Fake News

In 2017, “fake news” became Collins Dictionary’s word of the year. It has remained in the headlines ever since.

False information is not new, but the rise of social media and online platforms means that misleading stories can go viral rapidly. Although we are aware of fake news, we are bad at spotting it. A recent survey found that only 2% of students in the UK had the skills they need to spot fake news.

Much of fake news is written to attract clicks and shares – and it works. A 2018 study at MIT found that fake news was more popular than the truth. Made-up or misleading stories reached more people and spread much faster than accurate information.

Most recently, fake news became a problem during the Covid-19 outbreak as rumours about the virus proliferated through social channels.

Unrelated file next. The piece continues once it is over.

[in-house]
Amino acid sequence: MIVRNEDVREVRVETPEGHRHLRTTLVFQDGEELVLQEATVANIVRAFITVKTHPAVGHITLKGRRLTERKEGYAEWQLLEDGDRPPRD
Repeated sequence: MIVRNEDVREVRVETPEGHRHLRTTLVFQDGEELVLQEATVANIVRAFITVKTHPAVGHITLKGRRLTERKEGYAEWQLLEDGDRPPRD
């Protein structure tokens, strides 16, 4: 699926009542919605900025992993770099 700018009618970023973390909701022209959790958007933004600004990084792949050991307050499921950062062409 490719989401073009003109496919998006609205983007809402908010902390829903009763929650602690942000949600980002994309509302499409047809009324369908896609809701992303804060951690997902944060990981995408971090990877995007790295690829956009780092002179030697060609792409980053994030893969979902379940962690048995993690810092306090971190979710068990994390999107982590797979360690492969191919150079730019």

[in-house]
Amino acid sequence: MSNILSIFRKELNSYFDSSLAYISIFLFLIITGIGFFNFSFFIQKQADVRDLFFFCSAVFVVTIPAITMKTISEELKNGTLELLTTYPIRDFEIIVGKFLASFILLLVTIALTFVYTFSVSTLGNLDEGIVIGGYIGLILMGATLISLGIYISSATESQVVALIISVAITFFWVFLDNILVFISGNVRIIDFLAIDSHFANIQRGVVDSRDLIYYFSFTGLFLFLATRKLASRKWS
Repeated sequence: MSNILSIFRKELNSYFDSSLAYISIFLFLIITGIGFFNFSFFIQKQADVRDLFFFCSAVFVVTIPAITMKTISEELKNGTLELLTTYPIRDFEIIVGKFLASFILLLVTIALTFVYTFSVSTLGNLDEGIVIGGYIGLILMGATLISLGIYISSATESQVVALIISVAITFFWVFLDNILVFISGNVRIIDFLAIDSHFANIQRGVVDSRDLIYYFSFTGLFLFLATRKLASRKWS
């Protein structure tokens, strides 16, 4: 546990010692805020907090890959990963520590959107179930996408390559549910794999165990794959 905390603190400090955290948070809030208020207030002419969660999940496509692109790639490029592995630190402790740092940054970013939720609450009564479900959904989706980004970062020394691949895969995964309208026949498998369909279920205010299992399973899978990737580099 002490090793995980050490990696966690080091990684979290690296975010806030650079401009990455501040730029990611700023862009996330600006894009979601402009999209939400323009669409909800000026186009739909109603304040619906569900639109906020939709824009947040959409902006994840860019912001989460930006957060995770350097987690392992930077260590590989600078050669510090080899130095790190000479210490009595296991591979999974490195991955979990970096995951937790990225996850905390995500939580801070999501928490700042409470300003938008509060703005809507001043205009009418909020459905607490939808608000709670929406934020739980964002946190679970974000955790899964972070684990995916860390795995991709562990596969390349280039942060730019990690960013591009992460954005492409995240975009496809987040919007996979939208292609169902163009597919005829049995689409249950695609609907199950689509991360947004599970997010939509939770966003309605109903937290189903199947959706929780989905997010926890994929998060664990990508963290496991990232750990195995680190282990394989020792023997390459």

The Day is a brilliant place to fight fake news. Every story is thoroughly researched using multiple sources and includes a simple Q&A which separates what we know from what we do know. Reliable sources can be found in Become an Expert – and the debates encourage clear, fact-based discussions between young people.

Find out more about fighting fake news in our special report.

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Assembly

False information is not new, but today it is travelling faster than ever. Watch this video on how fake news and inaccurate news stories can spread.

Activities

  1. Make a list of three reliable news sources that you trust to tell well-researched, accurate stories.
  2. Create an infographic, with advice about fake news and tips for spotting it, that you could share on your own social media channels.
  3. Become a fake news detective. Using the tips above, check an article you find on the internet for fake news. Is it accurate? How can you tell?